"And the courage to stand up to special interests like the NRA, and the courage to do what is right to keep children safe."
Republican Challenger Mark Greenberg said he won’t seek political office again after his loss Tuesday night.
As results came in Tuesday night, Greenberg supporters saw their candidate losing in the small towns and suburbs in northwest Connecticut that went Republican in 2012. Towns like New Milford, Torrington, Canton, and Newtown. In his concession speech, he said even victories in other towns couldn’t make it up.
“Very close race, very close race," Greenberg said. "However, we don’t have the capability of making it up. The towns that are out there will not give me the margins I need.”
Greenberg told supporters he wouldn't be running again. "I’m going to enjoy my family and my children. If I won I’d do a great job in Washington. If I lost I had my family."
Early on, Esty ran ads suggesting Greenberg would seek to privatize social security. He responded with ads trying to link Esty to Obama. Sacred Heart University political scientist Gary Rose said Greenberg’s defenses were ineffective and came too late to change the course of the election.
Congresswoman Rosa DeLauro easily won a 13th term representing a heavily Democratic swath of southern Connecticut.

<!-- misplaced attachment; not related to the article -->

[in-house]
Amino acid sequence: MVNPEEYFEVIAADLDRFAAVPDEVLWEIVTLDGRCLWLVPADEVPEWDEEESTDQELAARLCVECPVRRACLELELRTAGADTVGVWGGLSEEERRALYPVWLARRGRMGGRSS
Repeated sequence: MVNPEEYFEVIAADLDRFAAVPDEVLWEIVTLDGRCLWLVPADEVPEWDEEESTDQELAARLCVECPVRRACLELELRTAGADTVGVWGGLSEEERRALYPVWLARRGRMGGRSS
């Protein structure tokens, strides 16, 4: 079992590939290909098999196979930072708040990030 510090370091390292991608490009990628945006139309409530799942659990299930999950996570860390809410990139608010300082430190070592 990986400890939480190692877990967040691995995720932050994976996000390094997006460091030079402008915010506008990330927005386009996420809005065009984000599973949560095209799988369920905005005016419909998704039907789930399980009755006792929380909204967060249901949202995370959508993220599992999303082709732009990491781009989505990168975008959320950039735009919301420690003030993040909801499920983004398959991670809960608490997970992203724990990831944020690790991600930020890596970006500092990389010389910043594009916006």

DeLauro defeated Republican James Brown, a high school teacher from Stratford. On the campaign trail, he labeled DeLauro a "rubber stamp" for President Barack Obama and called for establishing term limits for Congress members.
DeLauro was first elected to the U.S. House in 1990. She represents the 3rd Congressional District, which includes the cities of New Haven and Middletown.
DeLauro has emphasized her support for the full implementation of the 2010 health care reform bill signed by Obama and her efforts to protect social programs. She also has pushed for equal pay for women and access to paid sick days for all employees.
Democratic U.S. Rep. Joe Courtney won re-election to another term in Congress representing eastern Connecticut in the first district.
Courtney was first elected in 2006 in the 2nd Congressional District. He touted his efforts to boost Navy submarine production and bring more jobs to Groton's Electric Boat shipyard as well as his efforts to prevent increases in student loan interest rates.
Republican opponent Lori Hopkins-Cavanagh says she entered politics because of what she saw as the mishandling of the economy, and she pledged to roll back regulations to help small businesses. She also attacked the 2010 health care reform bill signed by President Barack Obama. Courtney is a strong supporter of the legislation.
And in the state's heavily Democratic first district in central Connecticut, U.S. Rep. John Larson was re-elected to a ninth term in Congress. Larson defeated Republican Matthew Corey.
Larson is known as a strong advocate of defense contractor Pratt & Whitney and for his advocacy of infrastructure improvements. He is also a leading advocate in Congress for fuel cells, an alternative energy that has deep roots in Connecticut.
Corey is a Navy veteran and business owner from Manchester. He called for lowering corporate tax rates and criticized the government's stimulus spending as a form of wealth redistribution. He has also called for banning all flights to and from West Africa to reduce the risk of Ebola infections in the United States.